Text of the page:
Health workers in Western Africa trying to contain the Ebola outbreak continue to voice the need for better communication with the local communities. So, West-African based tech company Code Innovation, with the help of a volunteer team from Chile, Lebanon, Kenya, Senegal and Gambia, turned to an Israeli technology to create a free “About Ebola” mobile application to support public health outreach and communication efforts to educate the public about Ebola viral disease.
The Snapp apps builder technology is the brainchild of Vito Margiotta, Assaf Kindler and Gabriel Gurovich from the Singularity University. Snapp lets anyone with an idea produce a mobile app from any smartphone via its free platform.
According to a Code Innovation press release, the app was created with the Snapp apps builder in response to WHO spokesperson Tarik Jasarevic saying, “What is really important is to inform the population of Guinea and Conakry about this disease, as this is the first time they are facing Ebola. They need to know what it is and how they can protect themselves.”
It took 11 days for the volunteers to build the informational Ebola app.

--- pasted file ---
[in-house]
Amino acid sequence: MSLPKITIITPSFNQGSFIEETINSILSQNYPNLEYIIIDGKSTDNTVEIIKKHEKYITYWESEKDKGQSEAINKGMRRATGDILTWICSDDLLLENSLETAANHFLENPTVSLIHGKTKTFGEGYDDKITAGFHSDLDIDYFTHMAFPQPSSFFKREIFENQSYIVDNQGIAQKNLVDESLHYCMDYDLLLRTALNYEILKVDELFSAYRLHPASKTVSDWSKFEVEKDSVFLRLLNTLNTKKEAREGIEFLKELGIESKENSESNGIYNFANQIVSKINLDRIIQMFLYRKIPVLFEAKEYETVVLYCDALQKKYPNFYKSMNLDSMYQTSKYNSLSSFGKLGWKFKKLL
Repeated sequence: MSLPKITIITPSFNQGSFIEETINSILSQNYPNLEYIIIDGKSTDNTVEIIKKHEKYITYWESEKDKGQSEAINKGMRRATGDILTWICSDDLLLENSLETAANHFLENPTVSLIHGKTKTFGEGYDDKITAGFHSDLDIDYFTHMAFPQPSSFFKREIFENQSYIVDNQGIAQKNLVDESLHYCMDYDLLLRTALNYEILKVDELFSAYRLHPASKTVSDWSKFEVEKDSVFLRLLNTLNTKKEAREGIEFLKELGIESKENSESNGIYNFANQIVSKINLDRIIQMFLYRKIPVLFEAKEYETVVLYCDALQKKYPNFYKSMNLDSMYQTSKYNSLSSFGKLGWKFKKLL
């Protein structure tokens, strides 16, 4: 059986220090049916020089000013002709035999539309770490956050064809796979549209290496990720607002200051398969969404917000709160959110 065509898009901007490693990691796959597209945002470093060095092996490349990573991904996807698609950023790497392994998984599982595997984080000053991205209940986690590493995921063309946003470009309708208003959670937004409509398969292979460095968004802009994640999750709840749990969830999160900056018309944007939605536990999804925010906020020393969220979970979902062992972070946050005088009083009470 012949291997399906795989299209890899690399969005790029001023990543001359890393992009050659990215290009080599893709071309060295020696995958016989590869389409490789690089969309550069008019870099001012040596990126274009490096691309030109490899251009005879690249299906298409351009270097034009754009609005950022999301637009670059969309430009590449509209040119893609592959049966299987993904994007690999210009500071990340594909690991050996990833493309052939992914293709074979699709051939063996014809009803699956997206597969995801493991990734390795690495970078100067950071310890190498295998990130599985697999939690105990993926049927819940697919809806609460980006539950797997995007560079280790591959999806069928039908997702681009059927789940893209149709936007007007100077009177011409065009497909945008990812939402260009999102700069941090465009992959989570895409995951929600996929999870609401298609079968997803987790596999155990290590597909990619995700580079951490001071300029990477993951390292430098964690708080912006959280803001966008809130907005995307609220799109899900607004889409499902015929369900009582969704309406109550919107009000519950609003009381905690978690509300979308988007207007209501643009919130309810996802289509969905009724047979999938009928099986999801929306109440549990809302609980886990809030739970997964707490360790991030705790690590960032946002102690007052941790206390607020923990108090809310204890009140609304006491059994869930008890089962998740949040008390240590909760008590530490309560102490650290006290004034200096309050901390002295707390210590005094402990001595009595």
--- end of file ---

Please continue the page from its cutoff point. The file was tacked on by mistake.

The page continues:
The content for the app was adapted from information on the websites of the US Centers for Disease Control and Prevention and the World Health Organization. It was translated into African languages including Wolof, Jola and Swahili by a team of volunteers. The Code Innovation team says other African language translations will be included as they are crowd-sourced from the wider public.
Kindler of Snapp told the Times of Israel that the platform is so easy to use that adding languages is a simple task. “It’s essential that people understand exactly what is going on, and to do that you have to communicate with them in their own language,” Kindler to the news site. “Using Snapp, anyone can build an app by clicking on a few buttons on their mobile device, so it was easy for the volunteers to install the languages into their app.”
Moreover, the villagers who own the smartphones are regarded highly in their communities.
“In almost all these villages there are at least one or two people with smartphones, and they are very highly regarded, both for their ability to access information from the outside world, and for their acumen in acquiring a device in the first place. So when they tell villagers that they should be doing a lot of washing with soap and water – one of the methods the app lists as a way to prevent Ebola – the villagers are likely to listen,” Kindler told Times of Israel.